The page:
The last nine months have been busy ones for TV and movie comedian, Carol Burnett. Today she is in the news with the announcement from Simon and Schuster that she is writing a book about her late daughter, Carrie Hamilton.
Hamilton made news during her short lifetime for having a nasty drug habit that she successfully overcame and then for battling cancer, a struggle she lost in 2002 at the age of 38. Her mother was known for being supportive and at her side at during all of Hamilton's good and bad times. As an actress, Hamilton did a lot of episodic TV, but is best known for her role as Reggie Higgins on two seasons of Fame. She was the oldest of the three children born to Burnett and producer, Joe Hamilton.
Burnett's book, to be published in April 2013, will detail Hamilton's problems with drugs and the cancer that killed her. Pieces of the diary Burnett kept at the time will be included, as well as one of Hamilton's stories that she wrote called Sunrise in Memphis.
Earlier this year, the talented Burnett was honored with one of the Lifetime Achievement Awards at the International Cinematographers Guild's 49th annual Publicists Awards Luncheon. This award celebrates recipients who essentially do a good job of promoting their works. Past honorees include Warren Beatty, Harrison Ford, Sylvester Stallone, George Burns, Lew Wasserman, Julie Andrews, Arnold Schwarzenegger, Clint Eastwood, and Robert Zemeckis.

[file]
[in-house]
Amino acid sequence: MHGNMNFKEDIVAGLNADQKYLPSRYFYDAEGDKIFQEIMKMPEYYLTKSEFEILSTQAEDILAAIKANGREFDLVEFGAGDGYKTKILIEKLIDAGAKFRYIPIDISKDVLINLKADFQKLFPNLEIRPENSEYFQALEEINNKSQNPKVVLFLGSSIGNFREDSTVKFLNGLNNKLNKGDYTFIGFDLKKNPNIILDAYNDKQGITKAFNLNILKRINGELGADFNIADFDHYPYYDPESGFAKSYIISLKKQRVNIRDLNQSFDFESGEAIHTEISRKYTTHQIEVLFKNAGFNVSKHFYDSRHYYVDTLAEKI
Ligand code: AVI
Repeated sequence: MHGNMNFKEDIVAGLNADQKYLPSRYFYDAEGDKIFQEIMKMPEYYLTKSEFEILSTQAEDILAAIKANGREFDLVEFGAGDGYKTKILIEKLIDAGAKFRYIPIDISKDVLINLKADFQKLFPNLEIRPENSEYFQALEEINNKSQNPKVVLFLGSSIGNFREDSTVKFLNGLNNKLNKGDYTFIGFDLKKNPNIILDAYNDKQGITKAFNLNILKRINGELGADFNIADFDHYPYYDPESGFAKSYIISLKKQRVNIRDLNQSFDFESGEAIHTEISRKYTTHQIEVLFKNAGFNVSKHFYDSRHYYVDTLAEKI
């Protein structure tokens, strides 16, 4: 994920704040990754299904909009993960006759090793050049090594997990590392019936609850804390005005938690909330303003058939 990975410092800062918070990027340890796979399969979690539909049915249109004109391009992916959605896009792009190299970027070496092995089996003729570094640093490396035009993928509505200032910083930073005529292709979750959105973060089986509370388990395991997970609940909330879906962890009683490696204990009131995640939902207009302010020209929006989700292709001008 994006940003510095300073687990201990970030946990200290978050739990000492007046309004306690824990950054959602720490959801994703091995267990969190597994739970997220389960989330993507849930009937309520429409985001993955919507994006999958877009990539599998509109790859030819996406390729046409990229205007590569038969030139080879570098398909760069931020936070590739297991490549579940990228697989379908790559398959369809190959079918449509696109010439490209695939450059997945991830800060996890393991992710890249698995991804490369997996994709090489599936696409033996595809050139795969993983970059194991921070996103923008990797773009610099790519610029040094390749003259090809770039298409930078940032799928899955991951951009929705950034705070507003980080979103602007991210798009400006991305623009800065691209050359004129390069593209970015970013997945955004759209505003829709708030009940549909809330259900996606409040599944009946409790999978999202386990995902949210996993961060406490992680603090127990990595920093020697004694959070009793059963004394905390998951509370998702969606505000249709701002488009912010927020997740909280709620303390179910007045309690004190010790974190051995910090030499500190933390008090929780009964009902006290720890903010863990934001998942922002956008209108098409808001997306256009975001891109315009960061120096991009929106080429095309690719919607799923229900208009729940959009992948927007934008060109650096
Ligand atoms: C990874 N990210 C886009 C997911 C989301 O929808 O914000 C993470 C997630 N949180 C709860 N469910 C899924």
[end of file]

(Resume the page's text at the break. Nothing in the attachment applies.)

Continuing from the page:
The ICG's chairman of its Award Committee, Henri Bollinger, stated at the time of the announcement, “Carol Burnett has had an extraordinary career and a reputation for direct involvement in the promotion of the shows and movies in which she has starred. She has a clear understanding of the role publicity plays in the success of TV shows and movies.”
Last fall, Burnett also made news when she made a final guest appearance on All My Children before the soap opera left the air. She played Verla Grubbs for the first time in 1983 and reprised it a couple of times over the decades. Burnett's love for the show went back to its beginnings, and she often discussed it during her monologues on The Carol Burnett Show, even though the show aired on a rival network.